25 June 2010

Making Ideas Happen bookcoverThis isn’t a review of Scott Belsky’s book Making Ideas Happen — because I’ve only read 4 pages of it so far. I’m going to read the other pages, I believe, it’s just that I haven’t yet. A few things have slowed my progress: the book is made out of paper — indeed, it’s a hardcover even. Thus, the book is not on my phone or my Kindle when I’m floating about looking to read a page or two. Also, said physical book has a dust jacket with weird, rough-feeling varnish, which kind of freaks me out and every time I pick it up, I spend some time thinking about this varnish choice. Finally, the cover uses the graphic trope of puzzle pieces in the jacket design, which I find shocking — for its designer to have even suggested something so hackneyed is shocking, but to have had it accepted by the multiple parties no doubt involved and have it go through all the way to production is just downright odd and disturbing. I thought we all had gotten over the puzzle pieces as the best visual metaphor ever thing a long time ago, like in the late 80s. But I digress. Actually, I haven’t even begun anything from which to digress.

In the few pages of the book that I have read, Mr. Belsky posits that lots of people, especially creative ones, have lots of ideas, but the problem is that people don’t follow through on these ideas. (Thus the book is about how to do so.) That sounds very right and true to me. Seth Godin talks about something similar all the time.

Today, this all happened in real life.

So, generally, I sit my office. I do my design stuff. Sometimes I have ideas, such as for art projects, or weird computer applications that have to do with poodles, or infographics or social movements, but usually I just sit in my office and keep doing my design stuff. Sometimes I write the ideas down on my whiteboard or one of many physical and electronic lists that swirl around me in billowing clouds.

Last year, I had this idea, to turn this historic tower in my town into a camera obscura. I don’t know where this idea came from exactly — a combination of wanting to do a community-centric art project, a love of building cameras, an appreciation of Abe Morell‘s and Jo Babcock‘s work, a general spirit of “hey, I should make some art!”.

This time, I actually acted on the idea, at least so far as applying for a grant to do the project from my local arts organization. I got the grant. And guess what! This means I have to Make the Idea Happen.

So, I’m doing this art event tomorrow. All week I’ve been emailing people I love and like but never bother to reach out to (because I’m reclusive-ish). Many have written back!

Today, I left my office and went to do some preparation. First I went to the Arts Council’s office to get a key to the building that will house my camera. In doing so, I went to a neighborhood of my town I’d never been in before, I found out about all these different city offices that are housed over there and I met someone new from the Arts Council. I already felt more civically engaged — and it was only 11 am.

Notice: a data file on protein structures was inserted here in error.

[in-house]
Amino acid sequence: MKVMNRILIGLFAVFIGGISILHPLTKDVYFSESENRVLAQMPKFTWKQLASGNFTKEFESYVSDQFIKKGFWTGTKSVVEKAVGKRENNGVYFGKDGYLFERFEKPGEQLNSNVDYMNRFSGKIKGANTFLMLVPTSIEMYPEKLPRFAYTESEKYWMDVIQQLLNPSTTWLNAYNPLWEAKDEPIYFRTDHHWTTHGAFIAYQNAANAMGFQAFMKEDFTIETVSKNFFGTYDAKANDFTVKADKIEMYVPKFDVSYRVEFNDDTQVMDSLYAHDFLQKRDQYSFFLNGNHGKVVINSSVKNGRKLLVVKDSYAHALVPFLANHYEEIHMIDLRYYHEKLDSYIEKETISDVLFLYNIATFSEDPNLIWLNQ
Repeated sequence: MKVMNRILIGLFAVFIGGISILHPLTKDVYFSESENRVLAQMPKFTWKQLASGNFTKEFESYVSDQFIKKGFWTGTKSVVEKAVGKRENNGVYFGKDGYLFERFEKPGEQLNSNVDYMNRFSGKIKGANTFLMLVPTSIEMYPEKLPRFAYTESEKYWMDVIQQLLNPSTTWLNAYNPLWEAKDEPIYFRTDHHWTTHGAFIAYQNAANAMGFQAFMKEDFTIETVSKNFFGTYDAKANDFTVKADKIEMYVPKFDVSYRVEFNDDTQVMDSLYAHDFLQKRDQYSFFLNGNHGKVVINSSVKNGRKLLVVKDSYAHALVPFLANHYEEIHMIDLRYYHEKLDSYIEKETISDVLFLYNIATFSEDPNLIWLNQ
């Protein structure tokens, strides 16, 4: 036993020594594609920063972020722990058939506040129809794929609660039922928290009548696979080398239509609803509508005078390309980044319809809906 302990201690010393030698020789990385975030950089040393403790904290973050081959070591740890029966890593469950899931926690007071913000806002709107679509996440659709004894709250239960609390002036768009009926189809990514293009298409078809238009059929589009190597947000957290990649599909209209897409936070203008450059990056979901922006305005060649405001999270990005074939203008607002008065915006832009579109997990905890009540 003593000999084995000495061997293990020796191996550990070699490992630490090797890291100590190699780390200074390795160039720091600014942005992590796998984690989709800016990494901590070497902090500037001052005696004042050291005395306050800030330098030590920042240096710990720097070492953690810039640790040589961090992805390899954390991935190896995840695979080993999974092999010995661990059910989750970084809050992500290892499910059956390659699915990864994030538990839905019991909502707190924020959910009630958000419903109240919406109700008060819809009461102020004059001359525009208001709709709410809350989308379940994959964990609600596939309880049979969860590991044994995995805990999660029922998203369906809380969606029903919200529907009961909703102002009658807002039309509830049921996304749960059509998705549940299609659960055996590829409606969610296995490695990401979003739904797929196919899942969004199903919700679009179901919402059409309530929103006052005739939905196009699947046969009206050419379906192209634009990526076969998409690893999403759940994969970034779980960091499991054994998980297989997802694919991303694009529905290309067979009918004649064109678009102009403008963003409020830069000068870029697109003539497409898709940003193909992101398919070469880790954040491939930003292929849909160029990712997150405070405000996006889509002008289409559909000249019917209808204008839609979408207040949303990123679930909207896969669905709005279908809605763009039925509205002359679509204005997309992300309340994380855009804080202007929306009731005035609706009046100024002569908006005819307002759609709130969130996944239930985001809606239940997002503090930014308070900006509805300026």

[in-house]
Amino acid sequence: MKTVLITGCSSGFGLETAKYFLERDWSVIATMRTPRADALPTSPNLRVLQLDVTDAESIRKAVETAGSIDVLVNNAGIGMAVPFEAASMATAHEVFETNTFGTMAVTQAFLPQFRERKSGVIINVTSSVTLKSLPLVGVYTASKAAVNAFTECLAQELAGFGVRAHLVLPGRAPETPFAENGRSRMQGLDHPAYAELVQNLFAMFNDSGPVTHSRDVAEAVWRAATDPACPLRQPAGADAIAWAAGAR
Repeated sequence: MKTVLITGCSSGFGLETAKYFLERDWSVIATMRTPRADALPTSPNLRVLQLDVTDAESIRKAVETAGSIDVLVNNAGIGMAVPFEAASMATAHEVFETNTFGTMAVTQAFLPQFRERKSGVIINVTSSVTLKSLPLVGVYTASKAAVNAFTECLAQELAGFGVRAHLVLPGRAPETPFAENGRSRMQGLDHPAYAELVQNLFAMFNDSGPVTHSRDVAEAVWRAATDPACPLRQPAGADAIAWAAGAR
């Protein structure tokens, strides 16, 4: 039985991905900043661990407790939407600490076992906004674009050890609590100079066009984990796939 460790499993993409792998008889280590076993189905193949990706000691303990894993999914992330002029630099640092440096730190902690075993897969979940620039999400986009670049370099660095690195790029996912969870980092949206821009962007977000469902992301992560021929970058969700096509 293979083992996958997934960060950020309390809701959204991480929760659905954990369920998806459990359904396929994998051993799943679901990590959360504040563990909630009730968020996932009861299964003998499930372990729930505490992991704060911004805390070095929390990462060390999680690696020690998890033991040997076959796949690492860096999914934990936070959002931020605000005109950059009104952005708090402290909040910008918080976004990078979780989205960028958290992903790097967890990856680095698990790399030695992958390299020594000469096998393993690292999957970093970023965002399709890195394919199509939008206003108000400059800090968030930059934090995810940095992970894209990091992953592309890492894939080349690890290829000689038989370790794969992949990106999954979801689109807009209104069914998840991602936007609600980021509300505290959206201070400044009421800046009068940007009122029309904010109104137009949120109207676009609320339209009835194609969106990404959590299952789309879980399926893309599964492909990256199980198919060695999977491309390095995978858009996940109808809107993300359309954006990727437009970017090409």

Next, I went to the site where I’ll make the camera and set a few things up. While I was doing so, a bunch of people — from families to tourists to a group of developmentally disabled teens on a field trip — came up to me and asked questions about the historic building and what I was doing. I was able to let them see inside the usually locked structure, which made them really happy. All people I’d never talk to usually, especially if I stayed in my office. Chock up another few points for community engagement.

Then I went and walked around the neighborhood and put up some posters for the event. I talked to a man at the bus stop who was ranting about wanting 50¢ and giving people who wouldn’t give it to him a really hard time (I gave him 50¢ and he didn’t say thank you. Hmf!) I talked to a Haitian mum and her daughter at another bus stop. A sporty young woman walking by smiled at me as I sat on the grass playing with my masking tape. All of this does not happen on usual days. In the office.

And guess what! It was kind of energizing. Yeah, big deal, talking to a few random strangers, but the thing of actually DOING an art project, of engaging with the people in my neighborhood (sing to the tune of the Mr. Rodgers’ song) really, actually was  quite nice. I’m excited about tomorrow. If you’re reading this and in the area, come by! There’s more info about the project here.

OK, this is all very simple, even naïve, but I think I am starting to get it. Think I’ll make a point of making more ideas happen.

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The Comments Section

  1. wow – community art project/camera obscura/historic building/interacting with different people – so much good stuff here! It is scary to venture beyond the comfort of the familiar and the known, but you’re doing it. Very inspiring – please give us a glimpse of what happens when you make it (the camera obscura) happen.

    • Annie says:

      Thanks so much Jacquelyn! I’m going to write up some stuff about how it went, which was pretty awesome. Definitely, fighting through self-doubt and just going out there is worth it…

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